Nicolaas Rudolph Alexander Vroom (1915-1995)
Nicolaas Rudolph Alexander Vroom was a prominent Dutch historian. Born on July 12, 1915, he became an expert on Dutch art. During World War II he worked as the assistant to Dr. J. E. van Gelder, Director of the Jijks-Bureau Voor Kumsthistorische Documentatie (State Office of the Documentation of Art History) at The Hague. In this position, Vroom participated in the centralization of documentation regarding works of art and other cultural objects known to have been looted from the Netherlands by the Nazis. By their estimates, at least 20,000 paintings alone were missing.
Following the end of hostilities, Vroom served as a Representative of the Stichting Nederlandish Kunstbezit (the Foundation for Netherlands Artistic Property), the organization tasked by the Dutch Ministry of Education, Fine Arts, and Science to recover looted Dutch cultural property. He visited the various collecting points for looted art, examining Dutch-owned objects and coordinating shipments of looted works of art to the Netherlands. In February 1946 he accepted on behalf of the Dutch Government sixteen paintings stolen from Amsterdam and hidden in Bremen by the Nazis.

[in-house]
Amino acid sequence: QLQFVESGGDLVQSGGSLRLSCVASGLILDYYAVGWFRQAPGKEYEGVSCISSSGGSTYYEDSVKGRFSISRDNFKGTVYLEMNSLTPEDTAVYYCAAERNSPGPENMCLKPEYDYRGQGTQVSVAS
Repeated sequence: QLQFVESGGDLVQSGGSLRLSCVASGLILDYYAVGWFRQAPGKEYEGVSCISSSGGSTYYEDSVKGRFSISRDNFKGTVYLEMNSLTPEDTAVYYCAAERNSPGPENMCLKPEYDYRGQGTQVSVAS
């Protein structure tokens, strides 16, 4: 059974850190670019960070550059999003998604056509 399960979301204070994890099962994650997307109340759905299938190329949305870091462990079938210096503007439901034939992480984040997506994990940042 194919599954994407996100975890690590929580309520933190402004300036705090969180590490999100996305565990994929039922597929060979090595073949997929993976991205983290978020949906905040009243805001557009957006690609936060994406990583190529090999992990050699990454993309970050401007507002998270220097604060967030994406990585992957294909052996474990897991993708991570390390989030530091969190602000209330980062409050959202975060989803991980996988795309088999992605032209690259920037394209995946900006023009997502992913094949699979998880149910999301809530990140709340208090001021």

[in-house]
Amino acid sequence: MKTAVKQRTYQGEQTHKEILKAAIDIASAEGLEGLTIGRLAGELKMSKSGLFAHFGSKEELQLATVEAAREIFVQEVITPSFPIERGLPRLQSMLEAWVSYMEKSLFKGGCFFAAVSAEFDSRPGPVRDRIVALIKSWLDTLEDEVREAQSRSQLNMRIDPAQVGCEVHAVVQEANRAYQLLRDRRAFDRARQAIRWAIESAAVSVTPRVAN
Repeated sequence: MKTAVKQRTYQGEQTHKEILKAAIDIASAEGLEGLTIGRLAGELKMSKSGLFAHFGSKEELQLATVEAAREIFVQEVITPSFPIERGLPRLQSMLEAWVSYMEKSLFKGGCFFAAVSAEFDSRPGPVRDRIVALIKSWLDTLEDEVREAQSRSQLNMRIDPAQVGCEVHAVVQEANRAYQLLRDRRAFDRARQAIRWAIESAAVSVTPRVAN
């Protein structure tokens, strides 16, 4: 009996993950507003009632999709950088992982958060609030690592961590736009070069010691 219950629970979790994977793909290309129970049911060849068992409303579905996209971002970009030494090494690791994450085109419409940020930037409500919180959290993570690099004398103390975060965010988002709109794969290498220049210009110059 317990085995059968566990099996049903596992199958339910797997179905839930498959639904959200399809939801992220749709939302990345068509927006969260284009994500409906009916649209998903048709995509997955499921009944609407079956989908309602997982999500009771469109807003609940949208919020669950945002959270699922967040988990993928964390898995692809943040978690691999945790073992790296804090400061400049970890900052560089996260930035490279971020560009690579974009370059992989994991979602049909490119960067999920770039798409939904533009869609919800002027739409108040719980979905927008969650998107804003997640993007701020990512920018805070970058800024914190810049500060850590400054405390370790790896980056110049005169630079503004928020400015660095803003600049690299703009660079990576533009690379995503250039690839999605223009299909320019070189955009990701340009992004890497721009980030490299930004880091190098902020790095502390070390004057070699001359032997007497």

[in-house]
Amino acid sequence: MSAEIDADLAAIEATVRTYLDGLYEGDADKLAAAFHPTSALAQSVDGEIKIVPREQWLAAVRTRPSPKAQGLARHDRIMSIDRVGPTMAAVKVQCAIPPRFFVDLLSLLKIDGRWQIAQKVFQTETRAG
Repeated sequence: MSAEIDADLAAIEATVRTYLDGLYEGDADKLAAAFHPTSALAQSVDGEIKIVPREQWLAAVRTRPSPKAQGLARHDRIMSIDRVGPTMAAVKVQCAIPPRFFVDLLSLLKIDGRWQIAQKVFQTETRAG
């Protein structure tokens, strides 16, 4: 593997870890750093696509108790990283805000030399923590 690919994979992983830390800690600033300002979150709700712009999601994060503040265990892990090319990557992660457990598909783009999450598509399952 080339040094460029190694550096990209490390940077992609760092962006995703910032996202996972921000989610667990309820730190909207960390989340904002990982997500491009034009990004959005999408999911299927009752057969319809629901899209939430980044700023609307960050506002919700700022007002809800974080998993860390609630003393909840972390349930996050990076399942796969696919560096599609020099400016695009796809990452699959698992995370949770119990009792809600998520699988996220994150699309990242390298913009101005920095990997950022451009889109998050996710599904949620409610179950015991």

Following his return to the Netherlands, Vroom became State-Secretary of The Hague. He also remained a devoted scholar of many genres of art, publishing several articles, books, and exhibition catalogues, including 28 Contemporary American Graphic Artists (1968) and A Modest Message as Intimated by the Painters of the Monochrome Banketje (1980). Vroom received several prestigious international honors, including Knight in the Order of the Netherlands Lion, Officer in the Order of Orange-Nassau (the Netherlands), Commander of the Order of Merit (Italy), Order of the Polar Star (Sweden), Officer of the Order of the Crown (Belgium), and Chevalier of the Legion of Honor (France).
N. R. A. Vroom died in Baarn, Utrecht on August 11, 1995. He was buried in Eemnes RK, Eemnes, Utrecht, the Netherlands.
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